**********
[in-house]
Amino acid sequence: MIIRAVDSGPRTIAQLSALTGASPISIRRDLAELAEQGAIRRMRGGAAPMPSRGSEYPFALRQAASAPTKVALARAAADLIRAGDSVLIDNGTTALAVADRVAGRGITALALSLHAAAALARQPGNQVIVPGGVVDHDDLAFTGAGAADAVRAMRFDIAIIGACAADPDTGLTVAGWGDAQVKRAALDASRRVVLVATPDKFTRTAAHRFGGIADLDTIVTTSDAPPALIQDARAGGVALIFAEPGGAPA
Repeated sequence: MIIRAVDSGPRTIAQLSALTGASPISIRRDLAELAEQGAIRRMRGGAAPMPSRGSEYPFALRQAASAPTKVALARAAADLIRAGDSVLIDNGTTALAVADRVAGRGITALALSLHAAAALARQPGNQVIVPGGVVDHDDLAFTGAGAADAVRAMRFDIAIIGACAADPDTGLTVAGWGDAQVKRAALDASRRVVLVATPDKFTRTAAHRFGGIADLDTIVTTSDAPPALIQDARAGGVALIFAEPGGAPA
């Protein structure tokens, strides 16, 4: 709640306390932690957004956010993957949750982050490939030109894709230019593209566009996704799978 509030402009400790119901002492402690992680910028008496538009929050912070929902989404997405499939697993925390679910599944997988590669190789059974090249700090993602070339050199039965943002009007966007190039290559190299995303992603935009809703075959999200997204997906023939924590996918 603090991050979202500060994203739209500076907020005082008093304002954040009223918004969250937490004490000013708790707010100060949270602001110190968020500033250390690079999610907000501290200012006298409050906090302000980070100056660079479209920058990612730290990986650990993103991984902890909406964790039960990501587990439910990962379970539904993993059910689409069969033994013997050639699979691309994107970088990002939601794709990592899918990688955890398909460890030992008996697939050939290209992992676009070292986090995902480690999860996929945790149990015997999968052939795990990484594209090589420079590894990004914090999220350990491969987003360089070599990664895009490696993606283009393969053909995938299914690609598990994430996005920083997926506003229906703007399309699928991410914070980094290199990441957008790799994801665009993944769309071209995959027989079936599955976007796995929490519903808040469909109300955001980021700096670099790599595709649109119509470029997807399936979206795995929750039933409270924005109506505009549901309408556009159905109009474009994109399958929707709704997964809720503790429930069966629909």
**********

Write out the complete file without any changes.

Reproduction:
[in-house]
Amino acid sequence: MIIRAVDSGPRTIAQLSALTGASPISIRRDLAELAEQGAIRRMRGGAAPMPSRGSEYPFALRQAASAPTKVALARAAADLIRAGDSVLIDNGTTALAVADRVAGRGITALALSLHAAAALARQPGNQVIVPGGVVDHDDLAFTGAGAADAVRAMRFDIAIIGACAADPDTGLTVAGWGDAQVKRAALDASRRVVLVATPDKFTRTAAHRFGGIADLDTIVTTSDAPPALIQDARAGGVALIFAEPGGAPA
Repeated sequence: MIIRAVDSGPRTIAQLSALTGASPISIRRDLAELAEQGAIRRMRGGAAPMPSRGSEYPFALRQAASAPTKVALARAAADLIRAGDSVLIDNGTTALAVADRVAGRGITALALSLHAAAALARQPGNQVIVPGGVVDHDDLAFTGAGAADAVRAMRFDIAIIGACAADPDTGLTVAGWGDAQVKRAALDASRRVVLVATPDKFTRTAAHRFGGIADLDTIVTTSDAPPALIQDARAGGVALIFAEPGGAPA
């Protein structure tokens, strides 16, 4: 709640306390932690957004956010993957949750982050490939030109894709230019593209566009996704799978 509030402009400790119901002492402690992680910028008496538009929050912070929902989404997405499939697993925390679910599944997988590669190789059974090249700090993602070339050199039965943002009007966007190039290559190299995303992603935009809703075959999200997204997906023939924590996918 603090991050979202500060994203739209500076907020005082008093304002954040009223918004969250937490004490000013708790707010100060949270602001110190968020500033250390690079999610907000501290200012006298409050906090302000980070100056660079479209920058990612730290990986650990993103991984902890909406964790039960990501587990439910990962379970539904993993059910689409069969033994013997050639699979691309994107970088990002939601794709990592899918990688955890398909460890030992008996697939050939290209992992676009070292986090995902480690999860996929945790149990015997999968052939795990990484594209090589420079590894990004914090999220350990491969987003360089070599990664895009490696993606283009393969053909995938299914690609598990994430996005920083997926506003229906703007399309699928991410914070980094290199990441957008790799994801665009993944769309071209995959027989079936599955976007796995929490519903808040469909109300955001980021700096670099790599595709649109119509470029997807399936979206795995929750039933409270924005109506505009549901309408556009159905109009474009994109399958929707709704997964809720503790429930069966629909």